The official said the move would allow Libyan rebels to reopen the embassy, accredit diplomats and claim control over the embassy's frozen bank accounts worth about $13 million, CNN reported Thursday.
The State Department signed the order following a formal request by the Transitional National Government to reopen the embassy and accredit former Libyan Ambassador to the United States Ali Aujali as its ambassador.
The State Department official told CNN Aujali can become the official leader of the mission after he restores his diplomatic status that was technically interrupted when he defected from the regime of Libyan leader Moammar Gadhafi.
On July 15, the United States recognized the rebel movement based in Benghazi as Libya's rightful government. In March, the State Department ordered the embassy closed and expelled diplomats loyal to Gadhafi.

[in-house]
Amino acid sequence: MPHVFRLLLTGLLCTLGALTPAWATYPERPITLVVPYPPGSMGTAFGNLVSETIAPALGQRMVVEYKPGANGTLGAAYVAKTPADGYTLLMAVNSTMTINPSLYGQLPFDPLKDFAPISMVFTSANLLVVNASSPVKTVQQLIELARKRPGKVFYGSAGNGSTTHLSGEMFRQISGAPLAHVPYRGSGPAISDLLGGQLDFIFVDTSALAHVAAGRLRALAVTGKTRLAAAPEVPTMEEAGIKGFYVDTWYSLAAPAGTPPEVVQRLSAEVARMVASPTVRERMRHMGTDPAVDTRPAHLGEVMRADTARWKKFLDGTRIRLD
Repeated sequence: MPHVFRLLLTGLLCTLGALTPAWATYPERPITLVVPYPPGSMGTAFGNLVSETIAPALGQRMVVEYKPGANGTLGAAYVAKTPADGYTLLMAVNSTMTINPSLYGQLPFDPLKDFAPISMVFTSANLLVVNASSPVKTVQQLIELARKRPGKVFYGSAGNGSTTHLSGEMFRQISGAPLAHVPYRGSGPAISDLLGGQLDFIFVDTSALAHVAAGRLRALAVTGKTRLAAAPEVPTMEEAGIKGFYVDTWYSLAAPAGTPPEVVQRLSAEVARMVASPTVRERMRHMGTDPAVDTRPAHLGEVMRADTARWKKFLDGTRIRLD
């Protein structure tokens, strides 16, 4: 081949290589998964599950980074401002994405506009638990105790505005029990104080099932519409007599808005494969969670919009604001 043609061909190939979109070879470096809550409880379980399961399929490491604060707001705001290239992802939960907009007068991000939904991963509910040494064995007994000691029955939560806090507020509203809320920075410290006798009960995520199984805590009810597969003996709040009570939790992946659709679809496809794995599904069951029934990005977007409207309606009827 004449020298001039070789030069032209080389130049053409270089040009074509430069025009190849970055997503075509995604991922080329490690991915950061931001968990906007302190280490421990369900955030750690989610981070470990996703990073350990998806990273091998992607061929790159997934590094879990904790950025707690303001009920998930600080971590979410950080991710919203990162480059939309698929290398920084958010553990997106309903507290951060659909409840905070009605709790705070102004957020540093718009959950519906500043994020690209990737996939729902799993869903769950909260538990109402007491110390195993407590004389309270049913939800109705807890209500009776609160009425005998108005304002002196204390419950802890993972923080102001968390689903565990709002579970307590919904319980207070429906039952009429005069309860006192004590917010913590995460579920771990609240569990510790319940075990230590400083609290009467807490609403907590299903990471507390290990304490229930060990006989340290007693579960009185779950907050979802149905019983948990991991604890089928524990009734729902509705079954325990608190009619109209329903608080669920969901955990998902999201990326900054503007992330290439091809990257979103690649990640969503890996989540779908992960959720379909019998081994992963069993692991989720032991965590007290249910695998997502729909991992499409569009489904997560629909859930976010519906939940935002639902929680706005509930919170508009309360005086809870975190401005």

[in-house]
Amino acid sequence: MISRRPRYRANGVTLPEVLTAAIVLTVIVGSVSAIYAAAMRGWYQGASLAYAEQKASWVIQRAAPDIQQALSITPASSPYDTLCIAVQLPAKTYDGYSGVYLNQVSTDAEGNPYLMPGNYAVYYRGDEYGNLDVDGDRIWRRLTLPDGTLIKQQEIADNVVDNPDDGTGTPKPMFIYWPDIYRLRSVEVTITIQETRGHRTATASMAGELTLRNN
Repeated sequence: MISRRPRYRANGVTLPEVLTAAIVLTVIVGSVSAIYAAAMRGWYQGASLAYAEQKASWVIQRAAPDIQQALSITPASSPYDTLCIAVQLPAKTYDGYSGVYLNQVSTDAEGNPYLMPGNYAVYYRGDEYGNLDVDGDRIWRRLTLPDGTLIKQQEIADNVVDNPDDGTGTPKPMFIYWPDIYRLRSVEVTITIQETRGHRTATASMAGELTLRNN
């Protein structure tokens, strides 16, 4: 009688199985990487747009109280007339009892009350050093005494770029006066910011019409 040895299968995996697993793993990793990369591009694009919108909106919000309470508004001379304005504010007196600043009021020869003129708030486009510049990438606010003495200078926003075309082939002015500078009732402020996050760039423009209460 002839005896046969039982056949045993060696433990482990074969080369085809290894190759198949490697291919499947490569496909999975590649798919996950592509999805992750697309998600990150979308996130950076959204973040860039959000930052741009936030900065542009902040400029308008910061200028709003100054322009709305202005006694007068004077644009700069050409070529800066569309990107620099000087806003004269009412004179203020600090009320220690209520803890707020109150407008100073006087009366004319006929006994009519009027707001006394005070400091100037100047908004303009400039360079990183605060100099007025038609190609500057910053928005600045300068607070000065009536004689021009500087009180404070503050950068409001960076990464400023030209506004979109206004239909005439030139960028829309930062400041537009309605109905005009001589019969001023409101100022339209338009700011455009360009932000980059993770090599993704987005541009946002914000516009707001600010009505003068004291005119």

The decision concerning the Libyan Embassy came as the United States told the TNC it must carry out a credible, thorough investigation into the death of its military commander, Abdel Fatah Younis, an administration official told CNN. Concerns were raised that last week's assassination may have been carried out by feuding rebel factions.
For four months, NATO aircraft have bombed Libya under terms of a U.N. mandate to protect civilians from Gadhafi. The U.S. Embassy in Tripoli closed in February and U.S. personnel evacuated by sea and air after the uprising erupted.